One of the blogs I read has been going over the fundamentals of Functional programming lately, and it's gotten me a bit more interested. Then, someone posted a question here that seems like a good fit for recursion/functional programming, which got me thinking about Functional languages again. I'd like to learn one, but now I need to pick one to start learning.

The main Functional languages I hear about are:

  • F#
  • OCaml (and other ML variations)
  • Lisp/Scheme

I used SML in one of my courses in school, and Lisp in a couple others, but I don't really remember much about them at all. I figure learning any one of them will make picking up the others much easier, so it might not matter too much which language I start with, but maybe there's one that's easier to pick up or more generally useful.

I know F# integrates nicely with the rest of .Net, but I'm don't really use .Net at all (I've done a small amount of C#, but that's it). There's Scala, which integrates with the JVM, but my understanding is that it doesn't support some "functional" constructs like tail-call optimization.

So, I figure I'll ask the cloud. What functional language would you recommend I try learning first? What are the pros and cons of the various options?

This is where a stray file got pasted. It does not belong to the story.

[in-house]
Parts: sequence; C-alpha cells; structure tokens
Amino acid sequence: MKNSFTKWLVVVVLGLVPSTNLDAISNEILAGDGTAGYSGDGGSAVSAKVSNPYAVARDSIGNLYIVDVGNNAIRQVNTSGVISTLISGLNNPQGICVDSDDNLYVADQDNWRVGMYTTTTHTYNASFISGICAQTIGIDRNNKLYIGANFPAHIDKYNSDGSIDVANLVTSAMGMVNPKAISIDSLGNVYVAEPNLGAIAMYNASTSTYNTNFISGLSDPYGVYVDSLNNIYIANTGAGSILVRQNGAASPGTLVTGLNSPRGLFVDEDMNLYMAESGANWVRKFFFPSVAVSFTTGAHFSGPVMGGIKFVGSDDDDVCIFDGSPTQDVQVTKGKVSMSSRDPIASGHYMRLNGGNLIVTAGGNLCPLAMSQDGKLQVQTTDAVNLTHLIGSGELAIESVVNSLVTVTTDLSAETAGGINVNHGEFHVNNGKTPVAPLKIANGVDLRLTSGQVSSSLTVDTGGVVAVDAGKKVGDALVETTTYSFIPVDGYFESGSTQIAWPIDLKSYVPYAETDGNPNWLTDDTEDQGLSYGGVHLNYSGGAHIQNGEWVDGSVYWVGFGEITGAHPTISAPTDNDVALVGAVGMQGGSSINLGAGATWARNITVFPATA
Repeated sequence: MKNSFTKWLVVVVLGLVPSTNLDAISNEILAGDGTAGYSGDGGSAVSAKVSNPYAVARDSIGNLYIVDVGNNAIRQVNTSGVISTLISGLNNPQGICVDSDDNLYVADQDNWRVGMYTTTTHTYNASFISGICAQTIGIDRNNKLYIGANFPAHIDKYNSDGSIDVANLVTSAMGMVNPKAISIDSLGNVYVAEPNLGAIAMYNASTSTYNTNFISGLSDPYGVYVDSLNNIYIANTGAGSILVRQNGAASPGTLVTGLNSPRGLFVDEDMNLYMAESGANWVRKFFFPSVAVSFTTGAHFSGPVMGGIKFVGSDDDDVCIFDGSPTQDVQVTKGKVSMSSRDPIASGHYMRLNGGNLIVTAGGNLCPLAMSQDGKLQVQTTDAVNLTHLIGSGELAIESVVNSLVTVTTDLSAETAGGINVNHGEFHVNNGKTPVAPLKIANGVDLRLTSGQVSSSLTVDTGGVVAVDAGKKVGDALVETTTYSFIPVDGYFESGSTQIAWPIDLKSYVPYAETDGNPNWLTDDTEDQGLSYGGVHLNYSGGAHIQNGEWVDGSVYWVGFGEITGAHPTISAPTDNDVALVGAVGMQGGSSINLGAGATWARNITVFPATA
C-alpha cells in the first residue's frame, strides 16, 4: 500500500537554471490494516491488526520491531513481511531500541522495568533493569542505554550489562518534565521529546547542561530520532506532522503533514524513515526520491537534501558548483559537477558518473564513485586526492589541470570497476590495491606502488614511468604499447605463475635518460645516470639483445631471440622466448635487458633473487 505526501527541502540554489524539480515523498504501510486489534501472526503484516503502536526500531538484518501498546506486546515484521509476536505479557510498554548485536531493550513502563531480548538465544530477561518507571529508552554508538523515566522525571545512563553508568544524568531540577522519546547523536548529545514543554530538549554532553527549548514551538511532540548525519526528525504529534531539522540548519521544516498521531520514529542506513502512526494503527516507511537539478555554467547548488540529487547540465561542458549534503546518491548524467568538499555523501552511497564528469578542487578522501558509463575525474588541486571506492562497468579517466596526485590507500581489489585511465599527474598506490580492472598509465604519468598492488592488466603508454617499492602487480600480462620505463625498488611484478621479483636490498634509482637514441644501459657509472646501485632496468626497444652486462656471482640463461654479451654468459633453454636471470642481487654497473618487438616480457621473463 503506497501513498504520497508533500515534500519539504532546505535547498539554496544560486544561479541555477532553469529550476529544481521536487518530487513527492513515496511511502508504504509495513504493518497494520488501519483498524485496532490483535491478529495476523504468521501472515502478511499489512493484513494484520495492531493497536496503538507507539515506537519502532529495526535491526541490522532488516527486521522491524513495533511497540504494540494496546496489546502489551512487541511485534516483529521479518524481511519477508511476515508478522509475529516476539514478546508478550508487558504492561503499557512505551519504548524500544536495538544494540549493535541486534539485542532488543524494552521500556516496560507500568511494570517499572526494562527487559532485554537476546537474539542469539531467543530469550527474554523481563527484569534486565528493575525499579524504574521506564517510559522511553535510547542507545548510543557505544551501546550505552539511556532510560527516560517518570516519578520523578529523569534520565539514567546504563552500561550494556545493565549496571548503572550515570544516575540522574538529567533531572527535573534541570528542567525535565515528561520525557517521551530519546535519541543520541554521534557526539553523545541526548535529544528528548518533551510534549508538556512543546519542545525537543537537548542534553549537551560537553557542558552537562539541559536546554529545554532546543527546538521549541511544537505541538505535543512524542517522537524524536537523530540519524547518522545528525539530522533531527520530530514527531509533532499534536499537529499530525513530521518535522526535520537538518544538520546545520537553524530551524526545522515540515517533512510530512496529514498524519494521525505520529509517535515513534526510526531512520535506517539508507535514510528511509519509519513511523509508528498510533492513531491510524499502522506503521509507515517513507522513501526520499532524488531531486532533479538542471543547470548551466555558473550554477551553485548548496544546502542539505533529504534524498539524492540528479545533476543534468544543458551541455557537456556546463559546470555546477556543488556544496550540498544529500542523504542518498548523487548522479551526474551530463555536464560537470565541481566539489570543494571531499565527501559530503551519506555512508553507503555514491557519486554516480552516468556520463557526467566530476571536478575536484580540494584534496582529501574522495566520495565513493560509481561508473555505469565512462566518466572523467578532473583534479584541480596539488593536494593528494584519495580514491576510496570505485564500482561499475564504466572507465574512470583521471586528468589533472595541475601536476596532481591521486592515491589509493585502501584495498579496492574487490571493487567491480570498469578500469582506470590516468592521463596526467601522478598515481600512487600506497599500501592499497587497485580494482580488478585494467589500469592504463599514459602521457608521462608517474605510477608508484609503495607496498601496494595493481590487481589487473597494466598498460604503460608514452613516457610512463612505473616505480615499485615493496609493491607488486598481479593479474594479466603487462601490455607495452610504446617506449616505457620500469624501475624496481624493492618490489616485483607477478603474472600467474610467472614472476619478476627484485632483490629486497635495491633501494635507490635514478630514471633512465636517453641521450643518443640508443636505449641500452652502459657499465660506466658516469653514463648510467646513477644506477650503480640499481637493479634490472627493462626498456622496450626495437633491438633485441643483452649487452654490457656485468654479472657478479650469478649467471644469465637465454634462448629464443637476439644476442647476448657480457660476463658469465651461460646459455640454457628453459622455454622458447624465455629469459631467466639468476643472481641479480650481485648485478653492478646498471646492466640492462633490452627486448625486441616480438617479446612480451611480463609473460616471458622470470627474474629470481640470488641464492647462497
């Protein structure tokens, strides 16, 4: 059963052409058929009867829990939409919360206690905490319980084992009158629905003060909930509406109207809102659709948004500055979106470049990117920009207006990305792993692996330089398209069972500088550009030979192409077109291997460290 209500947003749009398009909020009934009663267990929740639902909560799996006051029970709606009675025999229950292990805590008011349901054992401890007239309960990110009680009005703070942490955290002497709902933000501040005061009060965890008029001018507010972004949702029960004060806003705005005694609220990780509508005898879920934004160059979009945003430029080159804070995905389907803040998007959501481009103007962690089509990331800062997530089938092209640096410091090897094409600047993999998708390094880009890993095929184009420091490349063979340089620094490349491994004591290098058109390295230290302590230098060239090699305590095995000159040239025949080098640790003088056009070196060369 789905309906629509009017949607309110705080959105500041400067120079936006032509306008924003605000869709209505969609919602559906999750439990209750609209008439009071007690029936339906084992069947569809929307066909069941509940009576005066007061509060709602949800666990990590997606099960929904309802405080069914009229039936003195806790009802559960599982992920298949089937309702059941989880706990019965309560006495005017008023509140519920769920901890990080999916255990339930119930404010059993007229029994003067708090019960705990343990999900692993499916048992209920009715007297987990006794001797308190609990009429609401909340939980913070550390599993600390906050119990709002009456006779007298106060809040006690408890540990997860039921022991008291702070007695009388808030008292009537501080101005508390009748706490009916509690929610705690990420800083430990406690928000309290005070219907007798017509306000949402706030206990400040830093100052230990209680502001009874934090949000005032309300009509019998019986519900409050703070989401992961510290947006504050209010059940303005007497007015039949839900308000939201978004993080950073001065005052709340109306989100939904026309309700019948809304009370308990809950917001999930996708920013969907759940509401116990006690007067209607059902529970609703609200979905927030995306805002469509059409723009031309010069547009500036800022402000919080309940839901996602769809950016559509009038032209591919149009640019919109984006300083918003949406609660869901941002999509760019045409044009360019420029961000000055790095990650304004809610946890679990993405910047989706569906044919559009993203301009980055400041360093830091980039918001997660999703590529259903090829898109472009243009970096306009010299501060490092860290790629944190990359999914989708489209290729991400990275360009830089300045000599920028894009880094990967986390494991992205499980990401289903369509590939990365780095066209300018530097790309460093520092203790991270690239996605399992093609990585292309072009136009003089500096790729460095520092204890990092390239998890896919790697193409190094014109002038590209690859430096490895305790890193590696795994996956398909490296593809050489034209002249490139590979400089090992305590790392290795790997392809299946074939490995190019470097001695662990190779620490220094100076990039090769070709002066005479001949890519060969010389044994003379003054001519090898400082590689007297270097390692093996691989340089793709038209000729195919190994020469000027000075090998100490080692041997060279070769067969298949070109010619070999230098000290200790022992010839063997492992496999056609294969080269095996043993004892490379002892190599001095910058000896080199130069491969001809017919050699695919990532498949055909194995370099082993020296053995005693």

+2  A: 

Good ol' javascript

Check this out

While Javascript does allow for some functional constructs (mainly Functions as first-order objects), I don't generally think of it as a Functional language. AFAIK it doesn't support things like tail-call optimization and pattern matching.
That doesn't mean it is a bad choice. Learning a new style of programming in a familiar language may be easier than learning a new style and language together. Plus it will be easier for you to see how to apply the techniques in your daily life.
A 'pure' language is better for learning a paradigm, because it doesn't let you cheat accidentally.This is why my uni chose to teach OO using Eiffel rather than C++ (Java was a bit newfangled in those days)
What's wrong with cheating? ...maybe that that's the Engineer in me, ...or maybe the Gambler, ...or maybe the Hippie. Maybe I just want to win and I'm not very pure.
@Herms: I agree but Lisp, Scala and Clojure also don't support tail calls and many people consider them to be "functional" as well.
Jon Harrop
LISP doesn't support tail calls? JVM languages may not because of the limited jump size in the bytecode and the fact that it breaks exceptions and security, but the claim against LISP in general is just silly!
+59  A: 

I would recommend learning Haskell, as it's a pure functional language vs. the mixed paradigm languages you mention. Once you get the concepts in your brain, you can then branch out in whatever direction interests you.

Ben Hoffstein
Agreed. It is too easy to slip into an imperative style of programming, and if your language choice allows for that, then you wont get much of a benefit at all.
Jonathan Arkell
Well, the community seems to have chosen you as the best answer (and the one other highly voted answer agrees with you). So, you get to be the "official" answer. :)
+19  A: 

Scheme is by far the simplest. There are many free Scheme interpreters for various platforms out there, and there are many books on Scheme. Check out the course on Structure and Interpretation of Computer Programs on MIT's Opencourseware.

I also recommend the Little Schemer.